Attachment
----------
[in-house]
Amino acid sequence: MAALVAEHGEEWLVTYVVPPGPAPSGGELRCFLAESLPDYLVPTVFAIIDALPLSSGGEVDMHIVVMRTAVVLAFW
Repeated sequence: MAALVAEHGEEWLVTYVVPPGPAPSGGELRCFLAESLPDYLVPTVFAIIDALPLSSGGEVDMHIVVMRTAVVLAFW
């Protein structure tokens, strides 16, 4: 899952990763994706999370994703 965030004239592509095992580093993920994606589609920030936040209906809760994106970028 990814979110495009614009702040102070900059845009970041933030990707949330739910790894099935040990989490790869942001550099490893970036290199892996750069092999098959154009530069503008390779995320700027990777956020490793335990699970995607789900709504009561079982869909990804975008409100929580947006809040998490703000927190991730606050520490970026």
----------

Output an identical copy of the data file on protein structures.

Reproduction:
[in-house]
Amino acid sequence: MAALVAEHGEEWLVTYVVPPGPAPSGGELRCFLAESLPDYLVPTVFAIIDALPLSSGGEVDMHIVVMRTAVVLAFW
Repeated sequence: MAALVAEHGEEWLVTYVVPPGPAPSGGELRCFLAESLPDYLVPTVFAIIDALPLSSGGEVDMHIVVMRTAVVLAFW
């Protein structure tokens, strides 16, 4: 899952990763994706999370994703 965030004239592509095992580093993920994606589609920030936040209906809760994106970028 990814979110495009614009702040102070900059845009970041933030990707949330739910790894099935040990989490790869942001550099490893970036290199892996750069092999098959154009530069503008390779995320700027990777956020490793335990699970995607789900709504009561079982869909990804975008409100929580947006809040998490703000927190991730606050520490970026």